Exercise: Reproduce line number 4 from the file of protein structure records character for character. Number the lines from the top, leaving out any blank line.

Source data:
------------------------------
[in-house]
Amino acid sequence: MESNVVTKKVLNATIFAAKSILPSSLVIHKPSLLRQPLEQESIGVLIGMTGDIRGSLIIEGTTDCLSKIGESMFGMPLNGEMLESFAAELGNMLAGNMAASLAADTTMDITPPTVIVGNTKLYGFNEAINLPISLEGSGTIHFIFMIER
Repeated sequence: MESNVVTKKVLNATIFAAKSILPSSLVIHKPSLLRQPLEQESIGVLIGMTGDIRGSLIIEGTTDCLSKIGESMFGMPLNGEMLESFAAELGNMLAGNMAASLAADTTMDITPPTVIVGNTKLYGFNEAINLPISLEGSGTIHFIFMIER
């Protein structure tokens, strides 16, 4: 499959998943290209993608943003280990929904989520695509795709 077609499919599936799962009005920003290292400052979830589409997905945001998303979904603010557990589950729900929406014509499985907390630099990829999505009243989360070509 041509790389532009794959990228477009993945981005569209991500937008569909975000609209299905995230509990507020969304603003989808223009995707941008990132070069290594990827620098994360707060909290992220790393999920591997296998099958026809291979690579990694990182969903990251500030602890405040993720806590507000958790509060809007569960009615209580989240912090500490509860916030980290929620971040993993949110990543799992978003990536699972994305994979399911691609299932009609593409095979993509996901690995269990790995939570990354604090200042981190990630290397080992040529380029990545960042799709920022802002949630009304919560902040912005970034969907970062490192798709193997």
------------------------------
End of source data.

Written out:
């Protein structure tokens, strides 16, 4: 499959998943290209993608943003280990929904989520695509795709 077609499919599936799962009005920003290292400052979830589409997905945001998303979904603010557990589950729900929406014509499985907390630099990829999505009243989360070509 041509790389532009794959990228477009993945981005569209991500937008569909975000609209299905995230509990507020969304603003989808223009995707941008990132070069290594990827620098994360707060909290992220790393999920591997296998099958026809291979690579990694990182969903990251500030602890405040993720806590507000958790509060809007569960009615209580989240912090500490509860916030980290929620971040993993949110990543799992978003990536699972994305994979399911691609299932009609593409095979993509996901690995269990790995939570990354604090200042981190990630290397080992040529380029990545960042799709920022802002949630009304919560902040912005970034969907970062490192798709193997």